Bambatha Rebellion

The Bambatha Rebellion (or the Zulu Rebellion) of 1906 was led by Bambatha kaMancinza (c. 1860–1906?), leader of the Zondi clan of the Zulu people, who lived in the Mpanza Valley (now a district near Greytown, KwaZulu-Natal) against British rule and taxation in the Colony of Natal, South Africa.

Bambatha rebellion
Part of the aftermath of the Anglo-Zulu War

Zulu warriors
Result British victory

United Kingdom

amaZondi and amaCube clans of the Zulu people
Commanders and leaders
Colonel Duncan McKenzie Chief Bambatha kaMancinza
4,316 soldiers (including 2,978 Militia)[1] Unknown
Casualties and losses
36 (including 6 levies)[2] 3,000 to 4,000 killed


Bhambatha (on the right) with an attendant

In the years following the Anglo-Boer War, British employers in Natal had difficulty recruiting Black farm workers because of increased competition from the gold mines of the Witwatersrand. The colonial authorities introduced a poll tax £1 (equivalent to £110 in 2021) in addition to the existing hut tax to pressure Zulu men to enter the labour market.[3]

Bambatha had occasionally been in trouble with the Natal colonial administration, and the authorities suspected that he had joined with other chiefs in expressing discontent over the tax. He was summoned to Greytown, but, fearing arrest, did not attend. He realised that the administration was intent on crushing dissent and fled to Zululand to consult with King Dinizulu.[4] Bambatha returned to the Mpanza Valley to discover that the Natal government had deposed him as chief.[3] He gathered together a small force of supporters and began launching a series of guerrilla attacks, using the Nkandla forest as a base.[3]

The British troops succeeded in getting face to face with and surrounding the rebels at Mome Gorge. As the sun rose, British colonial soldiers opened fire with machine guns and cannon, on rebels equipped mostly assegais (spears), knobkerries (fighting sticks) and cowhide shields.[3] It was reported that Bambatha had been killed in action by Natal government forces, but this claim was disputed by his supporters, who believed that he fled to Mozambique.[5]

Between 3,000 and 4,000 Zulus were killed. More than 7,000 were imprisoned, and 4,000 flogged. The war cost the Natal government £883,576[6] (equivalent to £101,000,000 in 2021).

Mahatma Gandhi's role

Amount actually collected from the poll tax between 1906 and 1909[7]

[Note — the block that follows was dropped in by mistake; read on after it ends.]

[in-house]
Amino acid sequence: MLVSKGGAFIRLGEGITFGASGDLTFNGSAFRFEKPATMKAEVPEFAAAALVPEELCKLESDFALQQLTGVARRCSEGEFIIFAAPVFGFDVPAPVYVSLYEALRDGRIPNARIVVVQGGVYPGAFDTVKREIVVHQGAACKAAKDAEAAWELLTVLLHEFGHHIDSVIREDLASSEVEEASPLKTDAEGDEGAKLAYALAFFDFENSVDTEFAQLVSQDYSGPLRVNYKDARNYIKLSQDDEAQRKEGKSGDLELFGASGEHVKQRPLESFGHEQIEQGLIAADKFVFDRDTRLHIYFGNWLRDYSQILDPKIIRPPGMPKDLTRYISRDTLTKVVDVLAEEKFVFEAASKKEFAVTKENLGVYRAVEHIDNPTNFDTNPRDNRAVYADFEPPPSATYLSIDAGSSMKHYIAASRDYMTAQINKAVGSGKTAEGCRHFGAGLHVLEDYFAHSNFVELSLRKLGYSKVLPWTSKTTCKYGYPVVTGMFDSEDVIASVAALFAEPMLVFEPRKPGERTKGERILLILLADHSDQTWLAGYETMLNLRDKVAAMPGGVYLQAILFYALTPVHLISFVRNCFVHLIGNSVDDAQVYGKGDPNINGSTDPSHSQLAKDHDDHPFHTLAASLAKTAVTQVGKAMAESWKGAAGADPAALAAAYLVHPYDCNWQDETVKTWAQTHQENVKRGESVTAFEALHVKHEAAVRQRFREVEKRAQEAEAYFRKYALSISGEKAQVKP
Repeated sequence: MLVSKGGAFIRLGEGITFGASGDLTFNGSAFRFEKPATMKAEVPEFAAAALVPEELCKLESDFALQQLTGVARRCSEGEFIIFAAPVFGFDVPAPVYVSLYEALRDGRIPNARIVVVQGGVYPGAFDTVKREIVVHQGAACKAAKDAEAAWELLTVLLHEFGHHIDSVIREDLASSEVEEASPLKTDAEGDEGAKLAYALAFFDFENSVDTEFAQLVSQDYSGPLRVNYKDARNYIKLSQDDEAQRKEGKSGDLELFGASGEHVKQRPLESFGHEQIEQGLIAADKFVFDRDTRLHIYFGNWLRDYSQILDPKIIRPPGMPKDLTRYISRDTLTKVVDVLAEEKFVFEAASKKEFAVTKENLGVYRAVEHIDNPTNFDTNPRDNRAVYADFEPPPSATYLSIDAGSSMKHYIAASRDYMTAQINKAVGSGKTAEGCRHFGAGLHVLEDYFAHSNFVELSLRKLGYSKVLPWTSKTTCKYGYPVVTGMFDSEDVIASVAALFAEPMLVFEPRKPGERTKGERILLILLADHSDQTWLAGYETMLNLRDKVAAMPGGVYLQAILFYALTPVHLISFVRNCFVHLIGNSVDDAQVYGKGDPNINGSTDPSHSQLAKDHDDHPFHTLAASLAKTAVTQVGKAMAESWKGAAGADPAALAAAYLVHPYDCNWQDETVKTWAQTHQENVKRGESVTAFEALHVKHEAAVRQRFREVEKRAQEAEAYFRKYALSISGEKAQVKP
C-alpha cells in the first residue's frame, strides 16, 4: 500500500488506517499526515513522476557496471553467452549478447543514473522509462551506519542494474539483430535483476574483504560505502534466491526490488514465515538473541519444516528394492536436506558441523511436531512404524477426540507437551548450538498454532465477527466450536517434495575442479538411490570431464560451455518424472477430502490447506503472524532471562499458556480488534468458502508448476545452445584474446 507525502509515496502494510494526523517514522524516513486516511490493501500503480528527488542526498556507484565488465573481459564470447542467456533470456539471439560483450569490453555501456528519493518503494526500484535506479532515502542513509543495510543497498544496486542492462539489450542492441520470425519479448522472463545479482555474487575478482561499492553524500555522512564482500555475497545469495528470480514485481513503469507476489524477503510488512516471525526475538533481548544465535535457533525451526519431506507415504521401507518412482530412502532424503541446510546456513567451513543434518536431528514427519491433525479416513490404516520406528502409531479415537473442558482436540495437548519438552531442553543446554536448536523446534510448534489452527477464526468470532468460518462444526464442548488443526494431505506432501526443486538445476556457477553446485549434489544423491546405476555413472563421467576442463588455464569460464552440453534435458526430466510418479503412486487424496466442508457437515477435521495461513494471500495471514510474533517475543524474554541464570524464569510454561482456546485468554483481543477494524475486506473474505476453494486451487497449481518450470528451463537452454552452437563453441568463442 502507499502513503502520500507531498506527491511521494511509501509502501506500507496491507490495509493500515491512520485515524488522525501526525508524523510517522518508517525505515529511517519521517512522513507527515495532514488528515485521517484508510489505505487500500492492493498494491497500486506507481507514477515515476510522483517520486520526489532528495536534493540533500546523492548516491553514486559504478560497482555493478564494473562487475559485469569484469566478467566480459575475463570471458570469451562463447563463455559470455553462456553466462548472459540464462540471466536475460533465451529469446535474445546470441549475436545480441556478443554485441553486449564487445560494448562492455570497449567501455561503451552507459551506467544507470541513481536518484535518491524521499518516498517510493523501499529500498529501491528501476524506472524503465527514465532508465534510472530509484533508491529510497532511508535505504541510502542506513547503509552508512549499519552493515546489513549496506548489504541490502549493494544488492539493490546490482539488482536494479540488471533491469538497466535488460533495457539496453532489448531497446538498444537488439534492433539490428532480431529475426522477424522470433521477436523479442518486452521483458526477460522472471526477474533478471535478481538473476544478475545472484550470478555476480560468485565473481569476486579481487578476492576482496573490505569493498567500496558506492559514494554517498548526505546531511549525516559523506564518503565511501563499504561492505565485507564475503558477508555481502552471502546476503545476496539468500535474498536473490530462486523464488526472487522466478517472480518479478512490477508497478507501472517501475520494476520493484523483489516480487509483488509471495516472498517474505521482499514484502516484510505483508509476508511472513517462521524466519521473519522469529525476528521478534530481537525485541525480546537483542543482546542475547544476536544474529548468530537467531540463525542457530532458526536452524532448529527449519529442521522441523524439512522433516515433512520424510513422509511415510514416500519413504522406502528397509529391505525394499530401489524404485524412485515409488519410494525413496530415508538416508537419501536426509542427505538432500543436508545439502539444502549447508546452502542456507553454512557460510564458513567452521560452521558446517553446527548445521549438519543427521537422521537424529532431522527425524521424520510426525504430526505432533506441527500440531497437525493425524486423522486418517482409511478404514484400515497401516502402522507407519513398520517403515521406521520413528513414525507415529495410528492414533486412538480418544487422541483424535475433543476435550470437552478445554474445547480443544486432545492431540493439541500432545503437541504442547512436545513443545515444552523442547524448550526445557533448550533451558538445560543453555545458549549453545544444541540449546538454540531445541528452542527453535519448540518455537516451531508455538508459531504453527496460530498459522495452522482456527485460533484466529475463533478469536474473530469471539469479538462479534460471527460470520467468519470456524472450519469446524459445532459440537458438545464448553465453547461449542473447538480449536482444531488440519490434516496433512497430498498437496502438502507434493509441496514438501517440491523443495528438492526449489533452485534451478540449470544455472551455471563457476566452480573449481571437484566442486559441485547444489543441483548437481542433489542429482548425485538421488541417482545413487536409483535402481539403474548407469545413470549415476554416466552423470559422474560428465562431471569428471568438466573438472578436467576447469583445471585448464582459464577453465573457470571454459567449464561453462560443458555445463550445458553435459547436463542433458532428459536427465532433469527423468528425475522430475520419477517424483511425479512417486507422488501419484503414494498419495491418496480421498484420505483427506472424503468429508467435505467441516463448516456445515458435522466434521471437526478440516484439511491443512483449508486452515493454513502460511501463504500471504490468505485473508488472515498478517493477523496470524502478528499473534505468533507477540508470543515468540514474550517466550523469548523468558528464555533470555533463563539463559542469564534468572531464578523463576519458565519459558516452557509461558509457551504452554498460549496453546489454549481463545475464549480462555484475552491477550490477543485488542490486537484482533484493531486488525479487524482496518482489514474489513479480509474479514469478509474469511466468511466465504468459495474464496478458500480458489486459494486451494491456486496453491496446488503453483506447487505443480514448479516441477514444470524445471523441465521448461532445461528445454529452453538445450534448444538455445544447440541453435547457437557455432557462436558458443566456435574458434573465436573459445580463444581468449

Indian lawyer Mohandas Karamchand Gandhi, who was in South Africa at the time, felt that the Indians in South Africa would do best for themselves to serve the British Empire as a reserve force in the Army against the Zulus during the rebellion.[8] Gandhi actively encouraged the British government to recruit Indians. He argued that Indians should support the war efforts in order to legitimise their claims to full citizenship. The British government, however, refused to allow Indians to enlist as combatants. Nonetheless, they accepted Gandhi's offer to let a detachment of Indians volunteer as a stretcher bearer corps to treat wounded Zulu[9] soldiers. This corps of 21 was commanded by Gandhi. Gandhi urged the Indian population in South Africa to join the war through his columns in Indian Opinion: "If the Government only realised what reserve force is being wasted, they would make use of it and give Indians the opportunity of a thorough training for actual warfare".[8] Later in 1927 he wrote of the event as "No war but a man hunt".[10]


In 2006, the hundredth anniversary of the rebellion was commemorated in a ceremony which declared Chief Bambatha a national hero of post-Apartheid South Africa. Also, his picture appeared on a postage stamp and a street was renamed in his honour.[3]

According to speeches in the ceremony, the beheaded body had not really been Bambatha's and the actual chief succeeded in escaping to Mozambique. This belief is still widely current; a DNA test of his alleged body failed to give a definite answer.[11]

The hip-hop musician Afrika Bambaataa takes his name from Bambatha and his rebellion.[12]

See also



  1. Stuart 1913, p. 548.
  2. Stuart 1913, p. 540.
  3. Hennop 2006.
  4. "Chief Bhambatha kaMancinza Zondi | South African History Online". Retrieved 19 September 2015.
  5. "Chief Bhambatha kaMancinza Zondi | South African History Online". Retrieved 19 September 2015.
  6. Stuart 1913, p. 550.
  7. Stuart 1913, p. 131.
  8. Gandhi 1961, p. 175, Indian Opinion.
  9. Gandhi, M.K. (1927). The Story of My Experiments with Truth.
  10. Gandhi 2009, p. 500.
  11. Bishop 2004.
  12. Anon. 2017.


Further reading

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